The Church of Baseball

By Heidi Shott

On Friday afternoon my family and I make the three-hour trip to Fenway Park. As always, we stop at the Kennebunkport rest stop so my husband Scott, who would sooner jump into a leech-infested lake than get behind the wheel in Boston, can hand over the keys. Before long we find our worn, wooden seats along the third baseline and settle in for the evening.

As we munch our Fenway franks, sip our Sam Adams and juggle our stuff every few minutes to allow someone in or out, we let the pleasure of being at Fenway again sink into our bones.

“Welcome to America’s best-loved ballpark!”

What I find telling is that the announcer, in greeting the crowd, doesn’t say, “Welcome to the home of America’s best-loved ball team.” Fenway Park, and the game that’s been played there for 95 seasons, is what New England fans love. Except for the nasty year of the strike, fans have trusted that a bunch of guys wearing Red Sox jerseys will take to the field at 7:05 p.m. and play baseball.

Here’s the thing, though. It’s not always the same bunch of guys. Sure, we have our saints…down in the box in front of us I spy an old duffer wearing a Carlton Fisk jersey…and last year I saw a sad-looking woolen Yastrzemski jersey on a fellow whose face looked like he’d never quite gotten over Bucky Dent’s homer or the horror of watching the ball go between Bill Buckner’s legs. I’m not quite over them myself.

When I left the staff of the Diocese of Maine last year to downshift to a consulting role, our Canon to the Ordinary – to make me feel rotten – started addressing me as Pedro and signing her emails as Manny, a nod to Pedro Martinez’s departure to the Mets and the loss felt by his friend and countryman Manny Ramirez still in Boston. Players come and players go, but we fans love the game and we love the Red Sox beyond the individuals, even when they’re stars like Pedro or Nomar. It’s the game, it’s the team, it’s the park…and somehow the magic works even if you’ve never seen a game at Fenway.

With the Red Sox seven games ahead of both the New York Yankees and the Baltimore Orioles, whom we’re playing, I luxuriate in being able to enjoy the game without feeling like every pitch matters. Our American League East lead slows everything down. There is no rush; there is no pressure. The pleasure of being in the park on a lovely Spring evening with my husband and sons and with no drunken fans in close proximity is a gift. We lose, 6-3, our boys can’t hit the ball worth beans and the terrific fielding of the Orioles’ shortstop nixes a few promising opportunities. But so what? We’re in it for the long haul, both the 2007 season and for the rest of our lives.

One gorgeous spring morning nine years ago I sat on a hard pew in the nave of St. Luke’s Cathedral in Portland, Maine. A priest from Chicago named Chilton Knudsen was about to be consecrated Bishop. As one of our retired bishops passed the row in the processional, my neighbor, whom I’d met a few minutes before, whispered, “That’s my bishop.”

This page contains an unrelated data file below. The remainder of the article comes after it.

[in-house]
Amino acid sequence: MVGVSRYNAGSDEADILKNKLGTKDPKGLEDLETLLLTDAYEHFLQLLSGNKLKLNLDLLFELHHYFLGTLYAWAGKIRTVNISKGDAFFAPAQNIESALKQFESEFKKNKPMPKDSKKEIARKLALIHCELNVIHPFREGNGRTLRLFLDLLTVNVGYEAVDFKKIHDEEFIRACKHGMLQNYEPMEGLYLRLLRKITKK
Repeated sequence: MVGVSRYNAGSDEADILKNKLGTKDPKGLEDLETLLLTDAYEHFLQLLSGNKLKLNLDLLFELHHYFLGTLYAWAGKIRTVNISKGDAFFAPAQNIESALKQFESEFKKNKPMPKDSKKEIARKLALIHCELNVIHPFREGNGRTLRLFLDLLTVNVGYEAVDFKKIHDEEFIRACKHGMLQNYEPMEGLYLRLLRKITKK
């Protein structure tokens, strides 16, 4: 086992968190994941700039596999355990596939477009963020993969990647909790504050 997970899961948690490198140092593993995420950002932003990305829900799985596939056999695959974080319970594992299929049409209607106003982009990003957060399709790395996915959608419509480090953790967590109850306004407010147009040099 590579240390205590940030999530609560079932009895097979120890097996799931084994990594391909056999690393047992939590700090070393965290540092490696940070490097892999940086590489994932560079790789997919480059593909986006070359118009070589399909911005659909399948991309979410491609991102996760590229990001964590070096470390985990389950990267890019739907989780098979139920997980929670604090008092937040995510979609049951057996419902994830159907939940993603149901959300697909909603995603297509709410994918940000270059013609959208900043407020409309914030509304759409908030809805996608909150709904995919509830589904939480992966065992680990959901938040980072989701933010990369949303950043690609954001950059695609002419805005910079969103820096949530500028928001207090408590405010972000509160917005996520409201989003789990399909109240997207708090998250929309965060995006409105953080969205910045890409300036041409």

“What? Are you nuts?” I wanted to hiss back. “You can muster loyalty to only one bishop over the course of your whole life? Give her a chance! She doesn’t even have the mitre on her head yet and you already prefer a bishop who retired 13 years ago?”

That comment still worries me because the future of Christendom, specifically our Anglican brand, cannot depend on superstars or even supervillains. It should not depend on individuals at any level. The Body of Christ depends on people coming in and sitting on the same worn, wooden seats every Sunday – seats, like those at Fenway, that have borne witness to moments of profound joy and deep sadness; good singing and bad singing; restless children and restless souls.

As years pass, the priests, the altar guild ladies, the choir members, the acolytes and even the bishops enter and depart. The Church depends on our enduring and often exhausting faithfulness to Christ’s charge to love God with all of our hearts, minds, bodies and souls and to love those we encounter with the great passion and intensity we usually reserve for our lovers and our children and ourselves.

The demands of really living this kind of life…of really doing the work of the Gospel day in and day out… rarely allow us to luxuriate in the mystery of the liturgy or the beauty of the prayerbook language. How important it is to remember what a rare and magnificent thing it is to be a part of a vast and loving community that existed long before us and will extend far beyond us. If only we could keep such a vision before us.

At Fenway Park, that kind of crazy thinking is what makes the people over in the left field bleachers start a wave.

What could it do in the Episcopal Church? It’s impossible to say.

Heidi Shott is communications director of the Genesis Fund, a revolving loan fund that provides expertise and low-interest loans to nonprofits engaged in community development. Her essays about trying to live a life of faith may be found at Heidoville.


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